Baptist pastors in West face decline and in South, poverty
The biggest problem a pastor faces depends on where the minister is located. That was the message from speakers at the Baptist World Alliance annual conference in Prague last week.
For pastors in North America, the greatest challenge is the cultural shift away from Christianity, said David Laubach, the North American presenter at the BWA workgroup about church health and effectiveness.
Five decades ago, 80 per cent of Americans attended church regularly, Laubach said, according to the Associated Baptist Press. Now, the number has fallen between 20 and 42 per cent depending on self-reported attendance or actual Sunday seat counts.
Moreover, three-quarters of US churches report a membership plateau or decline. Out of the churches that are growing, nearly a quarter are doing so by taking members from declining churches. Only one percent of US churches are growing by attracting new members from the unchurched population.
"Shrinking resources, absence of biological growth, aging mainline denominational populations, mobility, consumerist/entertainment culture, a sometimes-hostile environment, increased pastoral expectations and role overload, dramatically shifting ecclesiology, church change and conflict" are some of the stress North American pastors face, Laubach said.
He noted that the stress faced by "emotionally drained pastors" can cause them to "succumb to moral failure and personal and family breakdown".
But churches in east Europe and South America, in contrast, are reporting growth.
Bulgarian pastors and those in many former communist nations in east Europe are seeing rapid growth, but face the problem of not being able to keep up with the demand for trained leaders, said speaker Teodor Oprenov.
Another issue for Eastern Europe Baptists is that their growth spurt has stirred animosity among those Christian traditions with deep roots in the country, such as the Orthodox Church.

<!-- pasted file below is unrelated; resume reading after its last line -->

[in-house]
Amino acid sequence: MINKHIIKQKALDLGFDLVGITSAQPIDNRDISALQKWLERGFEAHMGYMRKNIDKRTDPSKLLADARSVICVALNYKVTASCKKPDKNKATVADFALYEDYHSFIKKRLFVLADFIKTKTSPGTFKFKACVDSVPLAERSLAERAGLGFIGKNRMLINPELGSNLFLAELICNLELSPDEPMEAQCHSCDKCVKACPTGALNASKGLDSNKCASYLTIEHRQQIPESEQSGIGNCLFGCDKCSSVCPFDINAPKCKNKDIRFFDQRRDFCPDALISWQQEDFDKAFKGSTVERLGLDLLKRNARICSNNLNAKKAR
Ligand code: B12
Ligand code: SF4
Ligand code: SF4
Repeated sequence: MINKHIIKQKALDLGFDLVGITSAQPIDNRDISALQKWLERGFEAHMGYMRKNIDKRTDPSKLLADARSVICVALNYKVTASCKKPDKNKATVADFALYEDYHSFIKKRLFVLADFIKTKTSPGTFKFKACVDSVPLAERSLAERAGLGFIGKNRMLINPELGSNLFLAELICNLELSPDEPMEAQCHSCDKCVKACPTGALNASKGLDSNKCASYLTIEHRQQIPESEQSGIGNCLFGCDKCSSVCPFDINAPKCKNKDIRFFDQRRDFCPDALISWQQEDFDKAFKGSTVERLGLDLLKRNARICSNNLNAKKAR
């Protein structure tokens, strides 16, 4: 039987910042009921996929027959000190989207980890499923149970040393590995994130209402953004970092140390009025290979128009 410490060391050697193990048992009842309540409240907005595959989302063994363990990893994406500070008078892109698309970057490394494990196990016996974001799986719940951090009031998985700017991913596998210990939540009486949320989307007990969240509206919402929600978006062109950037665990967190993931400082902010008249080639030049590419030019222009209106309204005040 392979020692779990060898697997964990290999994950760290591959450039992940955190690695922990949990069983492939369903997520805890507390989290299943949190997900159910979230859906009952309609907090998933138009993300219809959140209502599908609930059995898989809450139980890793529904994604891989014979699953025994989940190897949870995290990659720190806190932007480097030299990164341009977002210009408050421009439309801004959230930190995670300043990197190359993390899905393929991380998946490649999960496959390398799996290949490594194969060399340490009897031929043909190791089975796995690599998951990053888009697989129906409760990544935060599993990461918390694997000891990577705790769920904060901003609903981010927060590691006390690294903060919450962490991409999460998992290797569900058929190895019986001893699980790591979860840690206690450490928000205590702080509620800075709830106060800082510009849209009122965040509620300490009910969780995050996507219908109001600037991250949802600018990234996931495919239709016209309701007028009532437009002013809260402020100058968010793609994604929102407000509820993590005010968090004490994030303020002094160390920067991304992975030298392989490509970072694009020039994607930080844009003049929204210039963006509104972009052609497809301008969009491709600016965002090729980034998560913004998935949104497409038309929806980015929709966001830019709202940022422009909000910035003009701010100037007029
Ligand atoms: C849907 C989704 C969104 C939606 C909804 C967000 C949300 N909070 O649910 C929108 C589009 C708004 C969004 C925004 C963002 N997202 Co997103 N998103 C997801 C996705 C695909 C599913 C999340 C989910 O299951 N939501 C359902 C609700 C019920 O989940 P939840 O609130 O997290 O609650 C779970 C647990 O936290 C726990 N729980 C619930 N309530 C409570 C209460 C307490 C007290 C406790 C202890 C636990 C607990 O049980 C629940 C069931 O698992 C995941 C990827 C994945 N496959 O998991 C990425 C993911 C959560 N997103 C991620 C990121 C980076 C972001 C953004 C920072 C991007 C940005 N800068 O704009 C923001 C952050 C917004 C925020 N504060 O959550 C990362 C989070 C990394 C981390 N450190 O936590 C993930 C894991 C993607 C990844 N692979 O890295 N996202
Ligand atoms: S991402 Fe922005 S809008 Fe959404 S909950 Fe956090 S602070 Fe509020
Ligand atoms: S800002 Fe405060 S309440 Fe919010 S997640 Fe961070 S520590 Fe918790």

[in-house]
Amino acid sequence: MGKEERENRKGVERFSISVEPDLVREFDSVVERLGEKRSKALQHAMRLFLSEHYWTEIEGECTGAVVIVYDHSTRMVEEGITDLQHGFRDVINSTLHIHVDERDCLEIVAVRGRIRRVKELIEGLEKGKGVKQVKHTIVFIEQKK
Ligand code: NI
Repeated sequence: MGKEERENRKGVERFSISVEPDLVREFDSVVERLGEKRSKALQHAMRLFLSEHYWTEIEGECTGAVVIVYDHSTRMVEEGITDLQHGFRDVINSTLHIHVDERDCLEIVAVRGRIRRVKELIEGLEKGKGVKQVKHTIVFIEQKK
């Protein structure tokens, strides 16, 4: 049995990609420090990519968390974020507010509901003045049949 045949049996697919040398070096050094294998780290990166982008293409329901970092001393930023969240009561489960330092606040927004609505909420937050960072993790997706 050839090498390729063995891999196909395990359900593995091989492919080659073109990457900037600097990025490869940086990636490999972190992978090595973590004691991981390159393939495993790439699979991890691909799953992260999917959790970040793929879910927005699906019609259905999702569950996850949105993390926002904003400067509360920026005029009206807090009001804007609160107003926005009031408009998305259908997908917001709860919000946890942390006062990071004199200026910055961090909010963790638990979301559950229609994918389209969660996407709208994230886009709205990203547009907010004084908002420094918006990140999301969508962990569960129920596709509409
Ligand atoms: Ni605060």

The government in Bulgaria, for example, is said to tacitly or openly discriminate against Baptist pastors in favour of Orthodox clergies.
Baptist pastors also face discrimination in Chile, but their greatest difficulty is poverty, Rachael Contraras, the Latin American representative, said. Many Chilean Baptist pastors lack education and are poor, making it difficult for them to reach out to well-educated young adults. Their lack of education and inexperience also can reflect poorly on the denomination when they are invited by the government to participate in social work, she said.
"Their income is very low compared to the people in his church and in society in general. He will live in a society in which everyone has a car, but he won't. Others will have houses, but he will not. He will live in a parsonage. Not having a place to live in retirement, he will preach until he dies," Contraras noted.
Many Baptist pastors in Chile have to work long hours at a secular job to support their families. The stress from managing two jobs has created health problems for these pastors such as ulcers, burnout and depression, she said.
Other topics discussed at the BWA meeting included an organisational restructuring proposal, human trafficking, international relief and an open letter from Muslim leaders.